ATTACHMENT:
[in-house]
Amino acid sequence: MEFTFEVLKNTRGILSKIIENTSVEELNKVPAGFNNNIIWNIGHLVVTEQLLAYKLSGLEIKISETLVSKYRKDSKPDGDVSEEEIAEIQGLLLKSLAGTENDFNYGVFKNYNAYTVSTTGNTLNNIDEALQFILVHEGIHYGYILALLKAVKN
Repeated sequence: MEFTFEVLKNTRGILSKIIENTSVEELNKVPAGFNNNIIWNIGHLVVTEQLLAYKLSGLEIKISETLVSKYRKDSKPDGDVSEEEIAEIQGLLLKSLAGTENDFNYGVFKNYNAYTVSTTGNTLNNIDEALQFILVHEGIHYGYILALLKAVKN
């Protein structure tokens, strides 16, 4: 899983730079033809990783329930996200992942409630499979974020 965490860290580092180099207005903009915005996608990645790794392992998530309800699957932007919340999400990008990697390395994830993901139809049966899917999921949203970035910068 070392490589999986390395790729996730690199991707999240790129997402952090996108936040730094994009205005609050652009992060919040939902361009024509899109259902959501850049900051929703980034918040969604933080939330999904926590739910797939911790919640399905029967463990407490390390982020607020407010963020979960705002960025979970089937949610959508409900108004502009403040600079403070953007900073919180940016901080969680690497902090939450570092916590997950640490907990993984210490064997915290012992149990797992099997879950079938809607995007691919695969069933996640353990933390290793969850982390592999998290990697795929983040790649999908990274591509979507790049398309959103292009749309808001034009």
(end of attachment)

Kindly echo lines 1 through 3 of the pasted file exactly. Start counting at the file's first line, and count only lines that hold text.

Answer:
[in-house]
Amino acid sequence: MEFTFEVLKNTRGILSKIIENTSVEELNKVPAGFNNNIIWNIGHLVVTEQLLAYKLSGLEIKISETLVSKYRKDSKPDGDVSEEEIAEIQGLLLKSLAGTENDFNYGVFKNYNAYTVSTTGNTLNNIDEALQFILVHEGIHYGYILALLKAVKN
Repeated sequence: MEFTFEVLKNTRGILSKIIENTSVEELNKVPAGFNNNIIWNIGHLVVTEQLLAYKLSGLEIKISETLVSKYRKDSKPDGDVSEEEIAEIQGLLLKSLAGTENDFNYGVFKNYNAYTVSTTGNTLNNIDEALQFILVHEGIHYGYILALLKAVKN